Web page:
A Practical Self-Help Guide to Comfort Eating is a workbook that helps build understanding and make sense of emotional or comfort eating, and offers new ways to think about and manage relationships with food and weight.
Based on a tried and tested ten-week course, the book uses an integrative therapeutic approach, underpinned by a transactional analysis ego-state model. It is intended to help readers work out what they might really be hungry for when they eat emotionally and help them better understand the underlying issues that contribute to their emotional eating. This workbook offers a range of skills and exercises that can help manage uncomfortable feelings without using food, and the reader is encouraged to try as much as they can and then begin to work out what works for them.
With a wealth of case studies and exercises, this highly practical book will be helpful to anyone struggling between their emotional eating habits and their body weight.
Table of Contents
Foreword: Iskandar IDRIS; Introduction; 1. Getting Started…; 2. The difficulty with diets; 3. Messages from the past; 4. Treating without eating; 5. What am I really hungry for?; 6. Learning to understand and tolerate feelings; 7. Timeline and Trauma; 8. Improving Mood with Exercise and Mindfulness; 9. Extending the Impulse Gap; 10. Mindful Eating; 11. Assertiveness; 12. Improving Communication to Get Your Unmet Needs Met; 13. The You You Want to Be; 14. Review and Evaluation
Liz Blatherwick initially studied Nutrition at Queen Elizabeth College, now part of King’s College, University of London, before training to be a therapist a few years later. She has more than 25 years of experience of working as a counsellor and psychotherapist in Nottinghamshire.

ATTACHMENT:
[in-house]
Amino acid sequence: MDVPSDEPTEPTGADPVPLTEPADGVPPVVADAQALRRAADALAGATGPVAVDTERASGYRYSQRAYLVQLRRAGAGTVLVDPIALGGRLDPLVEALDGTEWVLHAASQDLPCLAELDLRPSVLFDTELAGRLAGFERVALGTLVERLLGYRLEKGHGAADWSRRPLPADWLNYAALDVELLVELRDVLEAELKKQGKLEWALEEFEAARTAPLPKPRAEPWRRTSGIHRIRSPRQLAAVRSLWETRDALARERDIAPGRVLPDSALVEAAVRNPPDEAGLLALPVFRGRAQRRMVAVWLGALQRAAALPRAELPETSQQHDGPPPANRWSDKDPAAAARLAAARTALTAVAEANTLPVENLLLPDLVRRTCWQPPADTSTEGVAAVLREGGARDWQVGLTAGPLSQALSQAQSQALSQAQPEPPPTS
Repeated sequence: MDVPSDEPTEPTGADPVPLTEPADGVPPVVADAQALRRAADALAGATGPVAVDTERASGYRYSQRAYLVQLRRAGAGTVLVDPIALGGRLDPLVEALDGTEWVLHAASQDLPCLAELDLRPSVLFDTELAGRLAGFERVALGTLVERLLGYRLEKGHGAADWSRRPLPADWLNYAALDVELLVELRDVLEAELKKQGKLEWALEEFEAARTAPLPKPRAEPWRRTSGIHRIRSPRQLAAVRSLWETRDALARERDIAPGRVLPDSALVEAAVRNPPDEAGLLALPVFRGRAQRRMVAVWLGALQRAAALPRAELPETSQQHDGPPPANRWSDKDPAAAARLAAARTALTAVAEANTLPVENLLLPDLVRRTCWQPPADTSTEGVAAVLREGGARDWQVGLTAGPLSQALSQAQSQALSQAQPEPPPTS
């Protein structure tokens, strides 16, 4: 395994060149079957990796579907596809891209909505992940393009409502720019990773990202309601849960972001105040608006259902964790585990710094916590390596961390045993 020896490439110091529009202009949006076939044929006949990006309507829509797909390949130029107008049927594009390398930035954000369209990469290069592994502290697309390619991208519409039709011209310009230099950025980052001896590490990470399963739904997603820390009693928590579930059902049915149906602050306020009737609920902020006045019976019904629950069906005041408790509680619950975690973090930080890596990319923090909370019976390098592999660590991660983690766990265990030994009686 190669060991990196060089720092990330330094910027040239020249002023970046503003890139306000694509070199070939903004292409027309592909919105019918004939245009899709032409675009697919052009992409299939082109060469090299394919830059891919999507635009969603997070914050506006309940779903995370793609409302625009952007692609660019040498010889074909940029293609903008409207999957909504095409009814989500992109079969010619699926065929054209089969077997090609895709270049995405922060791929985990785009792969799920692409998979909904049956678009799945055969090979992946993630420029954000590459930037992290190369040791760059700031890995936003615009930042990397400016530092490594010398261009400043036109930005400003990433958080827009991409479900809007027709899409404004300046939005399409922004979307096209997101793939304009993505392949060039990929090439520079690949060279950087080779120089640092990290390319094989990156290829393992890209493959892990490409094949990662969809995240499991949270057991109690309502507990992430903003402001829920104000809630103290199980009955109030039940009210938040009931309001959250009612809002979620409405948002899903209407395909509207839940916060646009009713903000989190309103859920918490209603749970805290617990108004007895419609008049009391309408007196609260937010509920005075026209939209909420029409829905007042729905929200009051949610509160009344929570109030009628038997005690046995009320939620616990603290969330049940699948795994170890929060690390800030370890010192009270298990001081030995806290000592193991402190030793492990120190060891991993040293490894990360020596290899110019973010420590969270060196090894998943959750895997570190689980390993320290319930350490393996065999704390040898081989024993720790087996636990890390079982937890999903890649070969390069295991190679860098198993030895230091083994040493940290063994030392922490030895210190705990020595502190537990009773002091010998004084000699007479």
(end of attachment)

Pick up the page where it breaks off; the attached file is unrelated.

This workbook is to help people understand and make sense of their comfort eating, work out reasons for comfort (or emotional) eating, provide new ways about how to manage a person’s unhealthy relationship with food and body size, as well as to help people to resolve the real issues of excess eating in order to help individuals live fully and happily. The focus of this book is not on weight loss per se, but to help people move forward to feel happier and more confident with their weight. This holistic approach will allow people to shift their focus on strategies to lose weight away from food, which in my experience will make people more likely to lose weight.
Iskandar IDRIS, Associate Professor in Diabetes, Honorary Consultant Endocrinologist and Bariatric Physician, University of Nottingham & University Hospital Derby & Burton Foundation Trust
This book is written with the author's extensive experience of running groups for people who sometimes deal with emotions via food - which probably describes the majority of us to a greater or lesser degree. The style is friendly and supportive, while offering manageable and clear ways forward to suit the reader's individual pace for change.
Helen Birchall. Consultant Psychiatrist, Eating Disorders (retired)